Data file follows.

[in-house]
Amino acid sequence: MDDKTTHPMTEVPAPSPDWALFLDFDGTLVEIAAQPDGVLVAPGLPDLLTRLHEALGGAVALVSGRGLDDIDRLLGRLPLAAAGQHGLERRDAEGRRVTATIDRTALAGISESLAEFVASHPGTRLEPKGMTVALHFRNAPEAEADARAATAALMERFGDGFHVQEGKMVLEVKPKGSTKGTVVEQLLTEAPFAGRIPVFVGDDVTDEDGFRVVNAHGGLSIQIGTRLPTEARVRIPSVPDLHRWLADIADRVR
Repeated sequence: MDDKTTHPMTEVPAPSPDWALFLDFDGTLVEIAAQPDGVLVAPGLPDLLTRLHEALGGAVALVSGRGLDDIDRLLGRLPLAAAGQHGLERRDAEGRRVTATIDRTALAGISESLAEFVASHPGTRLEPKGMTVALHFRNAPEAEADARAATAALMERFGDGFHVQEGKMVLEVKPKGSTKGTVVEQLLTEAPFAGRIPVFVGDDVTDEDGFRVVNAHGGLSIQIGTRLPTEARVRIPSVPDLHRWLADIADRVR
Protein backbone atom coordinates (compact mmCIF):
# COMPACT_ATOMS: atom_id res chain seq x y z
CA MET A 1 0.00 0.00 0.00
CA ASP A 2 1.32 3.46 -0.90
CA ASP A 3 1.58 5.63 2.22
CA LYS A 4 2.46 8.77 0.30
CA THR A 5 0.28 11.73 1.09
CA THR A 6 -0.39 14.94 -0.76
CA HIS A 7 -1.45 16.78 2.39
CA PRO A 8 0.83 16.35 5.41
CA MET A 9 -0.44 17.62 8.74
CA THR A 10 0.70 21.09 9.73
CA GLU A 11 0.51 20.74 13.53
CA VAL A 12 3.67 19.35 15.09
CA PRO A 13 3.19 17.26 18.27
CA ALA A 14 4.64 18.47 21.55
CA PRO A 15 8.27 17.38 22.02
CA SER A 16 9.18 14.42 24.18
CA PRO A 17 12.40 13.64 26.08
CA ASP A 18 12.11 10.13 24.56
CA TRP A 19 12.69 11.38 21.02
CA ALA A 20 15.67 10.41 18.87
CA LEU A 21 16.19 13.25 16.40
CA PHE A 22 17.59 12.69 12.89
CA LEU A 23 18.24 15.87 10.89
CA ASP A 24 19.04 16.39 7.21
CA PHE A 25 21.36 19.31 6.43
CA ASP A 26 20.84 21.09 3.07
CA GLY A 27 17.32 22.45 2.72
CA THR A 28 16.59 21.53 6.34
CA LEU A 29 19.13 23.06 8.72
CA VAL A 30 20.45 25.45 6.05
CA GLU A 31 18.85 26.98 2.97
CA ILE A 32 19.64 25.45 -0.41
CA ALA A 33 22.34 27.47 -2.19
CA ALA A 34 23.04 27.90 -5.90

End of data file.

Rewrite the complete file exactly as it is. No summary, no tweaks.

[in-house]
Amino acid sequence: MDDKTTHPMTEVPAPSPDWALFLDFDGTLVEIAAQPDGVLVAPGLPDLLTRLHEALGGAVALVSGRGLDDIDRLLGRLPLAAAGQHGLERRDAEGRRVTATIDRTALAGISESLAEFVASHPGTRLEPKGMTVALHFRNAPEAEADARAATAALMERFGDGFHVQEGKMVLEVKPKGSTKGTVVEQLLTEAPFAGRIPVFVGDDVTDEDGFRVVNAHGGLSIQIGTRLPTEARVRIPSVPDLHRWLADIADRVR
Repeated sequence: MDDKTTHPMTEVPAPSPDWALFLDFDGTLVEIAAQPDGVLVAPGLPDLLTRLHEALGGAVALVSGRGLDDIDRLLGRLPLAAAGQHGLERRDAEGRRVTATIDRTALAGISESLAEFVASHPGTRLEPKGMTVALHFRNAPEAEADARAATAALMERFGDGFHVQEGKMVLEVKPKGSTKGTVVEQLLTEAPFAGRIPVFVGDDVTDEDGFRVVNAHGGLSIQIGTRLPTEARVRIPSVPDLHRWLADIADRVR
Protein backbone atom coordinates (compact mmCIF):
# COMPACT_ATOMS: atom_id res chain seq x y z
CA MET A 1 0.00 0.00 0.00
CA ASP A 2 1.32 3.46 -0.90
CA ASP A 3 1.58 5.63 2.22
CA LYS A 4 2.46 8.77 0.30
CA THR A 5 0.28 11.73 1.09
CA THR A 6 -0.39 14.94 -0.76
CA HIS A 7 -1.45 16.78 2.39
CA PRO A 8 0.83 16.35 5.41
CA MET A 9 -0.44 17.62 8.74
CA THR A 10 0.70 21.09 9.73
CA GLU A 11 0.51 20.74 13.53
CA VAL A 12 3.67 19.35 15.09
CA PRO A 13 3.19 17.26 18.27
CA ALA A 14 4.64 18.47 21.55
CA PRO A 15 8.27 17.38 22.02
CA SER A 16 9.18 14.42 24.18
CA PRO A 17 12.40 13.64 26.08
CA ASP A 18 12.11 10.13 24.56
CA TRP A 19 12.69 11.38 21.02
CA ALA A 20 15.67 10.41 18.87
CA LEU A 21 16.19 13.25 16.40
CA PHE A 22 17.59 12.69 12.89
CA LEU A 23 18.24 15.87 10.89
CA ASP A 24 19.04 16.39 7.21
CA PHE A 25 21.36 19.31 6.43
CA ASP A 26 20.84 21.09 3.07
CA GLY A 27 17.32 22.45 2.72
CA THR A 28 16.59 21.53 6.34
CA LEU A 29 19.13 23.06 8.72
CA VAL A 30 20.45 25.45 6.05
CA GLU A 31 18.85 26.98 2.97
CA ILE A 32 19.64 25.45 -0.41
CA ALA A 33 22.34 27.47 -2.19
CA ALA A 34 23.04 27.90 -5.90